Cobb County is trying not to catch whatever Atlanta has.
County employees have been instructed by IT workers that they should not open any emails from the City of Atlanta, which is in the middle of a digital ransom hack, Cobb spokesman Ross Cavitt told The Atlanta Journal-Constitution on Friday.
Many of Atlanta’s online systems went down Thursday once the hack was realized.
Instructions given to employees at Atlanta City Hall on Friday, March 23, 2018. (John Spink/AJC)
As Atlanta employees came into work Friday, they were given fliers telling them not to turn on their computers. The city has about 8,000 employees.
Atlanta has reached out to the FBI, the Department of Homeland Security and the Secret Service for advice.
Cavitt said Cobb County has not dealt with this specific ransomware attack, but a virus got into the Cobb system last year. The intrusion was isolated before it did widespread damage.
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“That event led to a tightening of our security protocols as we worked with an outside vendor to contain the situation and prevent a recurrence,” he said.
Marietta spokeswoman Lindsey Wiles said the city has alerted all who use its system about the digital attack in Atlanta and reminded them to be careful while browsing and downloading.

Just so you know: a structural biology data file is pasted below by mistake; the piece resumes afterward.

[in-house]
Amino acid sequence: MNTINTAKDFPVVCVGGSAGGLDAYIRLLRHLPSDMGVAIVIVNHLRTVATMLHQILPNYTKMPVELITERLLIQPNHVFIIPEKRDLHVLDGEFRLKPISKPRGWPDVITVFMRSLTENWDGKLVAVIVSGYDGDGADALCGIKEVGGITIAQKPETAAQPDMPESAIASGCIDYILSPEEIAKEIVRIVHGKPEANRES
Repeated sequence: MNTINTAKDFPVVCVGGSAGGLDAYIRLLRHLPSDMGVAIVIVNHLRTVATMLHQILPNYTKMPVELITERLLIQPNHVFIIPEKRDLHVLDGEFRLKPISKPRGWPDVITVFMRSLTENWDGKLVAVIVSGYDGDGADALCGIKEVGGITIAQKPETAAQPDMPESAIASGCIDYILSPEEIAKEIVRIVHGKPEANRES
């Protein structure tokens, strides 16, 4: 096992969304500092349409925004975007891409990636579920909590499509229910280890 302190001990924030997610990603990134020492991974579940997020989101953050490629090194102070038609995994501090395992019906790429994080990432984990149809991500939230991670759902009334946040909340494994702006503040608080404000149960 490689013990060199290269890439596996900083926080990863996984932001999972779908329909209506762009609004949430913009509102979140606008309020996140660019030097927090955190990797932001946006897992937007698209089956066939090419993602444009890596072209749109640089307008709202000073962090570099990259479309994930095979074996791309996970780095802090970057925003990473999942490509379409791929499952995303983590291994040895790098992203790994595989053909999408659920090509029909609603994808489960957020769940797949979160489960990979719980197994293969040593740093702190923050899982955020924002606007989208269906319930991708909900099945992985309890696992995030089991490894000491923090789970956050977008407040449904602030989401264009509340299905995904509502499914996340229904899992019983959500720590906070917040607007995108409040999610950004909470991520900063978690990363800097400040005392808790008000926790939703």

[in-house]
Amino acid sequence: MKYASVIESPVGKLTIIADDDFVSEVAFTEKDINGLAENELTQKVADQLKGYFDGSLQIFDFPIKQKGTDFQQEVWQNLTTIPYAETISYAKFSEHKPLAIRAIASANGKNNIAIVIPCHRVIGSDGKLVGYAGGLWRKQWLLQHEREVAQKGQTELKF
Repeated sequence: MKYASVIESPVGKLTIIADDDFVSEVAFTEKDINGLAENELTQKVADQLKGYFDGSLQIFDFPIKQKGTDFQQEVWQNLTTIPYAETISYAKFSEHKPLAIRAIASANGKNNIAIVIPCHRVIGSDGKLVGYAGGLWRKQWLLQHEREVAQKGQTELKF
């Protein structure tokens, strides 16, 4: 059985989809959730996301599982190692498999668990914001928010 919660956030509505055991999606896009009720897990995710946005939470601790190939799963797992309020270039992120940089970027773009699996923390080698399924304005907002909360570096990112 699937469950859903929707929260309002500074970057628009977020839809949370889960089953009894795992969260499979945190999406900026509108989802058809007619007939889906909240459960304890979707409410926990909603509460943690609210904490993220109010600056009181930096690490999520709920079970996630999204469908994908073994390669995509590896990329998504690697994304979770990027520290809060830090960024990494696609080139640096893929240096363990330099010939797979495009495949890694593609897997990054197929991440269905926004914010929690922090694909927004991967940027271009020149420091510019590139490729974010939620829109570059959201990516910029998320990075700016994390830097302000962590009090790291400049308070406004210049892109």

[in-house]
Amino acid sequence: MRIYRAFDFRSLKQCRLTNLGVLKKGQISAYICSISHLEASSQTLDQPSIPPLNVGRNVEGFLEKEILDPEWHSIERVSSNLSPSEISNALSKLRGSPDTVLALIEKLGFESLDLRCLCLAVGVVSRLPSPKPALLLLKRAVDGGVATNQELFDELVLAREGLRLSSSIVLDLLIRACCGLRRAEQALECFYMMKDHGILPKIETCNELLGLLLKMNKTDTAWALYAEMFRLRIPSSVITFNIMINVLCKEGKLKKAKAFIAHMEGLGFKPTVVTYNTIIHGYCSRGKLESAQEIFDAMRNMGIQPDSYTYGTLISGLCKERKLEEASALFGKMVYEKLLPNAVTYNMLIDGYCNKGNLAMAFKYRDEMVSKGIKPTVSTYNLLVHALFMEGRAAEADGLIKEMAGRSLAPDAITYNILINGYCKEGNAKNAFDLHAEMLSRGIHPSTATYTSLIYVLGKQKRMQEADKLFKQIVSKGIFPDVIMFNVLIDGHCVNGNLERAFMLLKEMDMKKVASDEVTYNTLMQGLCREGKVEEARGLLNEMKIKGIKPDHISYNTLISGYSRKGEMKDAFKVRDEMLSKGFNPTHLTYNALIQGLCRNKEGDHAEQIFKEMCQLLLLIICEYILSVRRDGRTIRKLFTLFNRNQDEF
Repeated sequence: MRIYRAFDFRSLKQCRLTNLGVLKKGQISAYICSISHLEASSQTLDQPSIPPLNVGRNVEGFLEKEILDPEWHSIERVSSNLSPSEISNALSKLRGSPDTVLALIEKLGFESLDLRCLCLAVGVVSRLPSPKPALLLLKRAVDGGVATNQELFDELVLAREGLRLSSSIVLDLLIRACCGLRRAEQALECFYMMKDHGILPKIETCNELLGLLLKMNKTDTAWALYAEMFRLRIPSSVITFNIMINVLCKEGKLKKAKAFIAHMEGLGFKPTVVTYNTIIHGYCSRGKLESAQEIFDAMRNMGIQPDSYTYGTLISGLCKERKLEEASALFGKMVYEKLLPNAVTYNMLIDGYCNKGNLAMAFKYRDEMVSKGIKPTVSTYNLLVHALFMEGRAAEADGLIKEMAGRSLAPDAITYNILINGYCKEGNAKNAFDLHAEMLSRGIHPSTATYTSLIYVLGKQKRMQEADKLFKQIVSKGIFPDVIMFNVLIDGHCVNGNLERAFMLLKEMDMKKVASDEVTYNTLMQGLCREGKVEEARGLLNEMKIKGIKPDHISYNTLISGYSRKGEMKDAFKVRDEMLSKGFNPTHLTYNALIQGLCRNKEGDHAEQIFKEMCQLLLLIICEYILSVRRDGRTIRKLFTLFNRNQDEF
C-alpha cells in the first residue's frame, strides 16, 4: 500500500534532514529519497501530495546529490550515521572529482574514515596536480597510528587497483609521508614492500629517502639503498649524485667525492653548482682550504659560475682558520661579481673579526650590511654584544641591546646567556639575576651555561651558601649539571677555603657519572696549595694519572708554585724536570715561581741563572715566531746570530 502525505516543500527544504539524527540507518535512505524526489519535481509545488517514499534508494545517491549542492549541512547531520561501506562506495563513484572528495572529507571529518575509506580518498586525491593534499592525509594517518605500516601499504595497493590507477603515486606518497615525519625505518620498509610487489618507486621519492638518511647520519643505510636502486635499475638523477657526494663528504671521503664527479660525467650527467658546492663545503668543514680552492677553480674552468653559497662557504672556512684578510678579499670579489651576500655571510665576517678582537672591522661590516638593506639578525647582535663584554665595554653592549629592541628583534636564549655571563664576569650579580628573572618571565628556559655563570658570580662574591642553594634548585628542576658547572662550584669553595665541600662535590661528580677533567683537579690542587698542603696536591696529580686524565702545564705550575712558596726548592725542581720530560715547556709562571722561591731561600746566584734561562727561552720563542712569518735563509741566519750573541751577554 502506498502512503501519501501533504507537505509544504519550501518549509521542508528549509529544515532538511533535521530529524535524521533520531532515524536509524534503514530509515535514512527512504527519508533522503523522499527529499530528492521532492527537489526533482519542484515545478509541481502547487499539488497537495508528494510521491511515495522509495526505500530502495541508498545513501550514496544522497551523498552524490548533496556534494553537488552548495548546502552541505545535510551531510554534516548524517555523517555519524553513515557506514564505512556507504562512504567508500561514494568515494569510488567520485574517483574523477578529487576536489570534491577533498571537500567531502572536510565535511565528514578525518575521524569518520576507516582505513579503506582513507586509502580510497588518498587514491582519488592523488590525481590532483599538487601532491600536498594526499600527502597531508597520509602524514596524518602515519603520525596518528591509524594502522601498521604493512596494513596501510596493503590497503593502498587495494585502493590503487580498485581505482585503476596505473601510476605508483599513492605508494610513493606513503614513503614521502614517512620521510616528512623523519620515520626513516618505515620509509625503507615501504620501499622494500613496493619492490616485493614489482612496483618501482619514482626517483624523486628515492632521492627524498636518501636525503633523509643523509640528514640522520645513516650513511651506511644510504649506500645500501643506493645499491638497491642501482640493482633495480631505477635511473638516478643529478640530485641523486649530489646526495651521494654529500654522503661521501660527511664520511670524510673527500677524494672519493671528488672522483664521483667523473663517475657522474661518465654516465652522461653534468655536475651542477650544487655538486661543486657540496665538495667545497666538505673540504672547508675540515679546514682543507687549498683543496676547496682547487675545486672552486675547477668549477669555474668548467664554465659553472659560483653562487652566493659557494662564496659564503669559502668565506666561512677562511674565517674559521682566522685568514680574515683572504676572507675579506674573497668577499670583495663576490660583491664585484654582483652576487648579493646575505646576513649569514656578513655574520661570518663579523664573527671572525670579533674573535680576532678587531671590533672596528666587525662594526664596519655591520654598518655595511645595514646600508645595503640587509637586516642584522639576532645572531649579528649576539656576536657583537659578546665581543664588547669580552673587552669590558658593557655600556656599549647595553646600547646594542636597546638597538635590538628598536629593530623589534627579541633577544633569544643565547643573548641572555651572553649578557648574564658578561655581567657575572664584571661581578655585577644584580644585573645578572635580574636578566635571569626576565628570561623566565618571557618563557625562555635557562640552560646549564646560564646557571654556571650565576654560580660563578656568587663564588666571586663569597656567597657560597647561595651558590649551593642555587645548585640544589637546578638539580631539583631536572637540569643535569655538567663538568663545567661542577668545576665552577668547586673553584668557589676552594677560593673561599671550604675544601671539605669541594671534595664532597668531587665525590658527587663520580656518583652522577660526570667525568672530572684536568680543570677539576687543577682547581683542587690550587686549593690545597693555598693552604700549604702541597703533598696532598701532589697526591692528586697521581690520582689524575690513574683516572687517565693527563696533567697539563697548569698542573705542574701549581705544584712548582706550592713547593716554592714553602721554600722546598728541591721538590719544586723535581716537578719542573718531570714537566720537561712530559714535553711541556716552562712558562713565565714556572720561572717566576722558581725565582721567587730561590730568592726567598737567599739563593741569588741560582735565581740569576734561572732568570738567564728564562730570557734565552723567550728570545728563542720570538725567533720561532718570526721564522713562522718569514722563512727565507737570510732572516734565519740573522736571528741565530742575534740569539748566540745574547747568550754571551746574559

They reminded all city employees — which number between 670 and 690 people — about cyber training they all should have already attended, she said.
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Smyrna officials said they are evaluating their current systems to see “if the same type of attack could have worked here,” said city spokeswoman Jennifer Bennett.
When asked by The AJC how it is protecting city systems, Kennesaw said it regularly backs up its data and looks at its digital defenses.
The statement ends with a note: “The City of Kennesaw sympathizes with the City of Atlanta and we are confident they will take the appropriate steps to rectify this unfortunate occurrence.”
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The city is trying to figure out how much, if any, sensitive information might have been stolen.